Bid to stop Safaricom/ Police tender heads to court
04 June 2014, 19:52
Nairobi - A group of activists has gone to court to challenge a deal that will see mobile service provider Safaricom provide the police with intelligence platforms.
Two activists have moved to court to stop an alleged irregular tender to provide the National Police Service with an Intergrated Public Safety Communication and Surveillance system.
In a bid to protect Kenyan Tax payers from the risk of losing billions of shillings, activists Okiya Omtata and Nyakina Gisebe who filed the suit Wednesday, want the single sourcing tender award contract signed between the government of Kenya and Safaricom Limited to supply and install the Integrated Public Safety Communication and Surveillance System be suspended.
Omtata and Gisebe also want the government be compelled by the court to produce copies of the alleged signed contract in the suit against the Attorney General, Safaricom limited and the Ethics and Anti-Corruption Commission.
The two allege the contract signing was marred with corruption and fraudulent practises during procurement and termed the case as extremely urgent.
They allege that the sued parties’ actions and omissions amount to a scheme designed for personal gain by procuring the Integrated Public Safety Communication and Surveillance System at artificial, non-competitive price levels whilst depriving Kenyan taxpayers the benefits of a free and open competition.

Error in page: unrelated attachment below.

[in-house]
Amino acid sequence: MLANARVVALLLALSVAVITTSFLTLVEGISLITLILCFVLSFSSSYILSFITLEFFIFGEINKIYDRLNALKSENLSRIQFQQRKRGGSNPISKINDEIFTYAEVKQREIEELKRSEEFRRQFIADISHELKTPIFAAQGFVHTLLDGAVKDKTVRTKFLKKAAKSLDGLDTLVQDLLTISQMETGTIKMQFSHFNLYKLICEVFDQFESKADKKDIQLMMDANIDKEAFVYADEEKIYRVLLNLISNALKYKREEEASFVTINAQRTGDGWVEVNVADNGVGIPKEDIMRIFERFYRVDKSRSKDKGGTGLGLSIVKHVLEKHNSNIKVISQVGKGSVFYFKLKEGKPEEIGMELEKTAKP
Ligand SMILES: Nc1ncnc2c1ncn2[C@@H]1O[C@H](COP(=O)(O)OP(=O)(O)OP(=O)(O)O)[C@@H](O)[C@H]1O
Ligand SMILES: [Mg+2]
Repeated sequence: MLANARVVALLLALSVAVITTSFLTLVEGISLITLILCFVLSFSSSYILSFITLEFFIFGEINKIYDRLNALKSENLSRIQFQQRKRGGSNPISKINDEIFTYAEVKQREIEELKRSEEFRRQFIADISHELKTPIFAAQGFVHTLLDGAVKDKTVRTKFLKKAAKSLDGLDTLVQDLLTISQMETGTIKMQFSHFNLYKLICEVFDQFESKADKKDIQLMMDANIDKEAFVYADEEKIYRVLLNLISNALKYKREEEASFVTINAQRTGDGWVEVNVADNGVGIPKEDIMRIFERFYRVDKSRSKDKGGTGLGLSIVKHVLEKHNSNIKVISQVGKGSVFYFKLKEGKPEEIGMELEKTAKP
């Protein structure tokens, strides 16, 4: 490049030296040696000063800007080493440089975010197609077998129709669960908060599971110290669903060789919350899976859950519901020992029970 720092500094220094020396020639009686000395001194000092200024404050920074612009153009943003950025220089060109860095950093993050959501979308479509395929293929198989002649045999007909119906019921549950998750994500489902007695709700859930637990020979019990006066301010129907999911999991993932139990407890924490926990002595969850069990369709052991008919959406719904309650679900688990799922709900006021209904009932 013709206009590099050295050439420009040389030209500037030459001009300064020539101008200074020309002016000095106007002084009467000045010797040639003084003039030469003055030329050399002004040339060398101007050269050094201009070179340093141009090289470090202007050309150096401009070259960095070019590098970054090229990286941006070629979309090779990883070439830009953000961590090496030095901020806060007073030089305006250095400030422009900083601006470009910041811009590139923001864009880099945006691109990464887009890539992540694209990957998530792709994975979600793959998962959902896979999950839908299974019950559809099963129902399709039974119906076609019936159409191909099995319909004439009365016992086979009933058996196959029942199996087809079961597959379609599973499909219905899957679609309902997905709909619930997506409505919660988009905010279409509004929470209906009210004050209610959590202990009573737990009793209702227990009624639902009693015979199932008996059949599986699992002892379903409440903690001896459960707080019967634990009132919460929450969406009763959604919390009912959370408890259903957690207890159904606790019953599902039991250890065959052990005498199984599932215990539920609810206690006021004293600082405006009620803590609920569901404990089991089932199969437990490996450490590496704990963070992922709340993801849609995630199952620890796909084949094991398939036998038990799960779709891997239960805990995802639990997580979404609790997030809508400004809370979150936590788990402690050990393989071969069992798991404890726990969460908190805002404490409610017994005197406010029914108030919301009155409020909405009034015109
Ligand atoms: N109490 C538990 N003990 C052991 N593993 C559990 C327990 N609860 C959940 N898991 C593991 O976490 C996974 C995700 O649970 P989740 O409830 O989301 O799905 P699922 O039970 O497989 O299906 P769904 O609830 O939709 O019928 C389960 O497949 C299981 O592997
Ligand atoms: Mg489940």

"The balance of convenience favours a suspension of the ongoing single sourcing procurement process of the Integrated Public Safety Communication and Surveillance System, in favour for procurement through competitive bidding, we want a temporary order barring the Government of Kenya, through the AG from proceeding to give effect, in any way whatsoever, to this procurement, said Mr Omtata.
They claim the government has violated the constitution on matters relating to government expenditure, the Public Procurement and Disposal Act, the Public Officer Ethics Act, the Leadership and Integrity Act 2012, and the Ethics and Anti-Corruption Commission Act in single courcing Safaricom.
They argue that procuring for the IntegratedPublic Safety Communication and Surveillance System does not have the legal capacity to oust constitutional provisions that lay down the law on public procurement, integrity,national values and others.
“Even if the project is security related, the Government ought to have issued a tender limited to security firms but failed to do so, the system to be tendered for ought to have been designed and developed by the police to meet their unique but critical needs, “ they claimed.
They further claim that since the Integrated Public Safety Communication and Surveillanc System will be financed by the Kenyan taxpayer they are demanding that due diligence is necessary, and savings must be made through competitive bidding without compromising on quality.
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